Budget 2022/23: Populist and ill-planned?

Published On: June 1, 2022 05:50 PM NPT By: Moktsya Poudyal

KATHMANDU, June 1: On May 29, the government introduced a budget of Rs 1.793 trillion for the fiscal year 2022/23, an increase of around Rs 146 billion from that allocated for the current fiscal year (2021/22). The bloated budget comes at a time when the government is struggling to meet its revenue target and the economy experiences an inflation rate of 7.28 percent. Experts speculate on the appropriateness of such a budget, especially as an economic crisis looms large on the immediate horizon. 

Unveiling the budget for the upcoming fiscal year before the joint session of the Federal Parliament, Finance Minister Janardan Sharma announced that the budget would be financed from government revenue, internal loans, foreign loans and foreign grants — Rs 1.240 trillion from revenue mobilization, Rs 256 billion from internal loans, Rs 242.26 billion from foreign loans and Rs 55.46 billion from foreign grants. According to the Financial Comptroller General Office, with just a month and a half left for the end of the current fiscal year, the government has been able to collect only 76.02% of the revenue target — a figure that is roughly equal to Rs 897 billion. 

Insufficient revenue collection will increase pressure on foreign loans and internal loans to finance the rest of the budget, escalating the national debt of the country. According to publications made available by Nepal Rastra Bank, the national debt in 2020/21 was 40.4% of the GDP where domestic debt added up to 18.7% while foreign debt was 21.7%. 

Economist Gyanendra Adhikari says, “The trend is that our economy has consistently been more reliant on foreign loans than domestic loans for financing the budget. We need not worry much if the loans are used in development activities or building the country. However, it is a reason for concern if the country is taking foreign loans and using them to finance recurrent expenditure. Increasing national debt, then, would escalate risks of falling into a debt trap.” 

For instance, the economy of Greece has been in a huge debt trap since the Great Recession after the country announced a budget deficit of 15.4% of the GDP in 2009 and took foreign loans to finance recurrent expenditure. 

The budget announced on Sunday allocates Rs 753.40 billion for recurrent expenditure which is an increase of  Rs 74.79 billion from the amounht allocated for the current fiscal year. On the other hand, capital expenditure receives Rs 380 billion, an increase of only Rs 6 billion. “We witness that the rate at which capital expenditure has been increased for the coming fiscal year is lesser than that of the previous years; whereas recurrent expenditure has increased significantly,” mentions Adhikari. The budget puts more emphasis on recurrent expenditure than capital expenditure.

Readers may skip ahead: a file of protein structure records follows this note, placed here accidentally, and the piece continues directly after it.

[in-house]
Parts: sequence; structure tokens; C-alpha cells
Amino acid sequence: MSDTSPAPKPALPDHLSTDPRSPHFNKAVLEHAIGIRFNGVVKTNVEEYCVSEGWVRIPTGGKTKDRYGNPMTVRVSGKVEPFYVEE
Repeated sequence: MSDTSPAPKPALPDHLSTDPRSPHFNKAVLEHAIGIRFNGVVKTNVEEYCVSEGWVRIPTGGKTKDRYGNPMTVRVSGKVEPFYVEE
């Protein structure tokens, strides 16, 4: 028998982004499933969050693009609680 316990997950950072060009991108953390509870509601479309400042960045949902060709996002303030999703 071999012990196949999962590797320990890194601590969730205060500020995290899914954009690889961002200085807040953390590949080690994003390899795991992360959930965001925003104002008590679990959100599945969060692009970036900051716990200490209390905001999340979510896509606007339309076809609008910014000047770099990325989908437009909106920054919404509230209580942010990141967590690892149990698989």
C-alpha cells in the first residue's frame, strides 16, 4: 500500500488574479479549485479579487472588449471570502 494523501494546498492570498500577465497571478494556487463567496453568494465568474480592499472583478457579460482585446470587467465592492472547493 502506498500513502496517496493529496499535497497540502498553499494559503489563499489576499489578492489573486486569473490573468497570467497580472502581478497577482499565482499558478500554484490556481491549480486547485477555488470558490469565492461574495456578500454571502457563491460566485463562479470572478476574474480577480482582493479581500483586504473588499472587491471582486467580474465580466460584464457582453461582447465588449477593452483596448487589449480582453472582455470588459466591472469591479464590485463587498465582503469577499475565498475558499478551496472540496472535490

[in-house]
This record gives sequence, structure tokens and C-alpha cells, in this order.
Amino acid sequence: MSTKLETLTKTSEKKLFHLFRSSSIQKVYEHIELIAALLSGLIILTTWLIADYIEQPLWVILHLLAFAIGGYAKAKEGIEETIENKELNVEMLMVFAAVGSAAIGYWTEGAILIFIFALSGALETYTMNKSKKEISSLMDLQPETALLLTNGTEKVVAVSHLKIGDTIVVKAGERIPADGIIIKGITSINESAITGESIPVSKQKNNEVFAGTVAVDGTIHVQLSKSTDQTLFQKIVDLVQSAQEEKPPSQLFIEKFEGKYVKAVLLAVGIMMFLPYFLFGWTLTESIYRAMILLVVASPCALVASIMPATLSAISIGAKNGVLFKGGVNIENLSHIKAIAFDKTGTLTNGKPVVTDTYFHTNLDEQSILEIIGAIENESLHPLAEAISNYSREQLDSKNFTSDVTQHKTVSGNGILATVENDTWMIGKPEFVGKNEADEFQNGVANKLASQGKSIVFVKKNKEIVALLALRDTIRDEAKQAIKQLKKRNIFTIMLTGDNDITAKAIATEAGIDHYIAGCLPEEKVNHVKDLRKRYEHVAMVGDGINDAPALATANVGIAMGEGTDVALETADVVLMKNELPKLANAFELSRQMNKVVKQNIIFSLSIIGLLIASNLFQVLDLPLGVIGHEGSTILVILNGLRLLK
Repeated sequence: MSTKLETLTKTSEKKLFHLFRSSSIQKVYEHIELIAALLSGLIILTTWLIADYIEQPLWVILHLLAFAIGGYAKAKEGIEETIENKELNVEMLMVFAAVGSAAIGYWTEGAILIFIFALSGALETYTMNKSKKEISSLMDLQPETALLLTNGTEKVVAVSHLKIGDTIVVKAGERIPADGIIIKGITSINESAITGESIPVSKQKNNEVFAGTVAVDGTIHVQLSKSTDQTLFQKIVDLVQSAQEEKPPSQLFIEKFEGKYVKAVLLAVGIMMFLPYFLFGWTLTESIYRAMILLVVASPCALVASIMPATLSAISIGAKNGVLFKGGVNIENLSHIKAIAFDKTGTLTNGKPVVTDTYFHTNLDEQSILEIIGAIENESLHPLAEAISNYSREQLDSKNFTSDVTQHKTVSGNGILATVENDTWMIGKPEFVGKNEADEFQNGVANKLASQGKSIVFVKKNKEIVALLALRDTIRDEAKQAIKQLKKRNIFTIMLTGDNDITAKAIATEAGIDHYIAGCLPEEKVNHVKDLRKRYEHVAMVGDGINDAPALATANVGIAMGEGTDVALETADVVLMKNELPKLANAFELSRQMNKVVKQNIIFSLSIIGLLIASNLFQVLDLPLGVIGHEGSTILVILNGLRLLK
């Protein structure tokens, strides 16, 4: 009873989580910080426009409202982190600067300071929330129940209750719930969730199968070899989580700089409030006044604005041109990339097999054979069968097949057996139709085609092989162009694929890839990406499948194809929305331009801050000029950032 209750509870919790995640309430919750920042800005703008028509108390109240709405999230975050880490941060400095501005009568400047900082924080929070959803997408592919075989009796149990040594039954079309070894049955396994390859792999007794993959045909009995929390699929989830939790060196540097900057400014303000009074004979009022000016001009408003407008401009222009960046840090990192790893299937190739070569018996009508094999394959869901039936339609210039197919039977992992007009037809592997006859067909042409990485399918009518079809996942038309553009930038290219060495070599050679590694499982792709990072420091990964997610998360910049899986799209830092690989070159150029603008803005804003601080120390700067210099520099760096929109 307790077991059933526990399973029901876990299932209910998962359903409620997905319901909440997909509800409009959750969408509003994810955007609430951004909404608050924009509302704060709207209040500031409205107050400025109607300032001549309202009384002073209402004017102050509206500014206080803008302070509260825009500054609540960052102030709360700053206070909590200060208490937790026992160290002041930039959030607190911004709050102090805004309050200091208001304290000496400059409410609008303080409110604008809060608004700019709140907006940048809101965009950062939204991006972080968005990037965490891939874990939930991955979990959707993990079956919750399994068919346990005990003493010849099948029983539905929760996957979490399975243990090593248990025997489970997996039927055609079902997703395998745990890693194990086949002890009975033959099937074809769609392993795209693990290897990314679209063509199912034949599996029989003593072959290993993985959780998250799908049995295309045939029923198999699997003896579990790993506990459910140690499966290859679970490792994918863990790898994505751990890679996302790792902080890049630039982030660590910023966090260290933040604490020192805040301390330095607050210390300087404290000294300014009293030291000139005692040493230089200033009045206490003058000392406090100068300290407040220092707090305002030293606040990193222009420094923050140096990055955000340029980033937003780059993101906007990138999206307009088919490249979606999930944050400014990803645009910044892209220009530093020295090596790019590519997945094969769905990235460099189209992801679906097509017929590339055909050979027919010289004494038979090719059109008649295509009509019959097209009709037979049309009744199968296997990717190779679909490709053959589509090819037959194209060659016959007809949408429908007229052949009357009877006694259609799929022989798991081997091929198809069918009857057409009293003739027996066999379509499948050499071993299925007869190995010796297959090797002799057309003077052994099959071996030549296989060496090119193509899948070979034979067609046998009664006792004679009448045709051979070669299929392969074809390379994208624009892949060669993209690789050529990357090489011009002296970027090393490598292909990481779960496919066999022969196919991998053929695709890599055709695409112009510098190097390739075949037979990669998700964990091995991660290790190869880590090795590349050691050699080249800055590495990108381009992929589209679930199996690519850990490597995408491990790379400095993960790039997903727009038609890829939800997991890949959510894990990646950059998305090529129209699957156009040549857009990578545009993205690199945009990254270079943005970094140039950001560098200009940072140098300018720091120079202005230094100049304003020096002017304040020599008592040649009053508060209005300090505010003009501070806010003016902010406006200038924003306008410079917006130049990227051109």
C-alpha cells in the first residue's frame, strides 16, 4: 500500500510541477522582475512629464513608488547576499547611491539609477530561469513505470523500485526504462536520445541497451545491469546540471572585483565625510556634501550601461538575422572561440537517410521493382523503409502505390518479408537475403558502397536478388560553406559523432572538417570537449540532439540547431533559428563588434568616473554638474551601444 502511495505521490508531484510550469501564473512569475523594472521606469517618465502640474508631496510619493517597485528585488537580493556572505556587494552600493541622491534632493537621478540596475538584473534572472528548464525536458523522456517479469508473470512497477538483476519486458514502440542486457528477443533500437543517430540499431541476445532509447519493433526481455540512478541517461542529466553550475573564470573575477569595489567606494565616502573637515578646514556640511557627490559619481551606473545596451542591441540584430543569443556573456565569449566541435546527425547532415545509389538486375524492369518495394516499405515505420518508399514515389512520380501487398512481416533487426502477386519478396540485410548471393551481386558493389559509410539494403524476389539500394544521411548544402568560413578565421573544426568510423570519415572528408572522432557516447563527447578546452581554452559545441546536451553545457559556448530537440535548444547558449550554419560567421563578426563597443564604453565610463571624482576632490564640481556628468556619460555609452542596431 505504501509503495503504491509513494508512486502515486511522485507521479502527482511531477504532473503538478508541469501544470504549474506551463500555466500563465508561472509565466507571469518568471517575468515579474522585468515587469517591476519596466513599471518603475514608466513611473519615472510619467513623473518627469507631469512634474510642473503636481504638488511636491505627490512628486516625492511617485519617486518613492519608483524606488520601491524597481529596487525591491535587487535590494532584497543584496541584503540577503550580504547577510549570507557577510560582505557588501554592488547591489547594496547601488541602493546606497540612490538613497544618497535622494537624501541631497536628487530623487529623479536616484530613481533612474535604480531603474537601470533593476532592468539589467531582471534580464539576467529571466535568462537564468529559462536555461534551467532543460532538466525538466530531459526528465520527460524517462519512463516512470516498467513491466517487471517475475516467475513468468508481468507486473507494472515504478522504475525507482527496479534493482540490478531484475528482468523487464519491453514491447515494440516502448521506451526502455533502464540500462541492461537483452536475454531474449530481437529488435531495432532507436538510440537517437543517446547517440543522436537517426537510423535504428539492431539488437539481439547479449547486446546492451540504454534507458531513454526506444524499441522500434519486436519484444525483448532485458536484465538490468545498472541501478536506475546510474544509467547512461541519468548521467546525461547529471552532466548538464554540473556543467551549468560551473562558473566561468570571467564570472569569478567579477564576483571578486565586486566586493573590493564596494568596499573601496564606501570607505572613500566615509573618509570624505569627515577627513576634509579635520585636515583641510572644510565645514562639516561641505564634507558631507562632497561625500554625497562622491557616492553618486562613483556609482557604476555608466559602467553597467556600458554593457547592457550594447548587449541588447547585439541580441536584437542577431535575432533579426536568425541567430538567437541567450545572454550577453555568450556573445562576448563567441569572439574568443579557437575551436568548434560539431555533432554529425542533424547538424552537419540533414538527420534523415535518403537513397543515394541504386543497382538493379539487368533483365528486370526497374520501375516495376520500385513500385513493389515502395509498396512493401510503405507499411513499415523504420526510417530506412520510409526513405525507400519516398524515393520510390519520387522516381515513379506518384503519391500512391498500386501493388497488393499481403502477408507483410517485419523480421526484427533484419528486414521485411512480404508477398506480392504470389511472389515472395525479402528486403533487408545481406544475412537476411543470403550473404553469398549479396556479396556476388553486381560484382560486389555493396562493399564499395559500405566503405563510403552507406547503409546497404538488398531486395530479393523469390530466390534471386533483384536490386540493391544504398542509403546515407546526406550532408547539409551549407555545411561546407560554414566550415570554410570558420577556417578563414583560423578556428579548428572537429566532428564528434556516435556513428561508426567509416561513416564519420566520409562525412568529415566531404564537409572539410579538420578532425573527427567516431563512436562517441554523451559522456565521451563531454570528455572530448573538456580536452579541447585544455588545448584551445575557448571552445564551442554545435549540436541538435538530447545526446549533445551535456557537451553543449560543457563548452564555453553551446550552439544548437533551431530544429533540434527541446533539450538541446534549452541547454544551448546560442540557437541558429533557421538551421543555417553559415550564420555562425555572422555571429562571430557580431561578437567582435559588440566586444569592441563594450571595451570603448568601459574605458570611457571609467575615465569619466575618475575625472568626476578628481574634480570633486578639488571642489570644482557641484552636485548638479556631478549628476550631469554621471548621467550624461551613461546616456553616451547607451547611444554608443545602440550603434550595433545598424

“The budget consists of plans that cater more toward gathering votes in the next election,” says economist Ram Prasad Gyawali. Echoing Gyawali, Adhikari adds that policies like reducing the eligible age for the old-age allowance, distributing an electric stove to each household for free, etc., seem more politically motivated than economically.

Policies regarding increasing the salaries of government employees, pensioners, teachers, army, and police; increasing minimum income tax slabs; reducing minimum eligible age for old-age allowance, etc., help strengthen the aggregate demand of the economy. However, since the budget has not increased the capital expenditure correspondingly, the increase in aggregate demand would not be supported by an increase in aggregate supply. This is likely to lead to a situation experts term ‘demand-pull inflation’.   

Both Gyawali and Adhikari are of the opinion that factors such as the Russia-Ukraine war have caused the price of petroleum products to increase in the international market and if such an international environment is to persist, then the cost of production in Nepal is likely to increase even more, thereby instigating cost-push inflation as well. 

Nepal Rastra Bank reports that the year-on-year inflation of Nepal in the ninth month of the fiscal year 2021/22 stood at 7.28%. Experts argue that the inflation rate of anywhere around 2% is healthy. An inflation rate of 7.28% is already alarming. The combined effect of demand-pull inflation and cost-push inflation would further increase the inflation rate of the economy. Both Gyawali and Adhikari believe if such is to happen, it is highly probable for the inflation rate to reach a double-digit figure in the upcoming fiscal year. 


Leave A Comment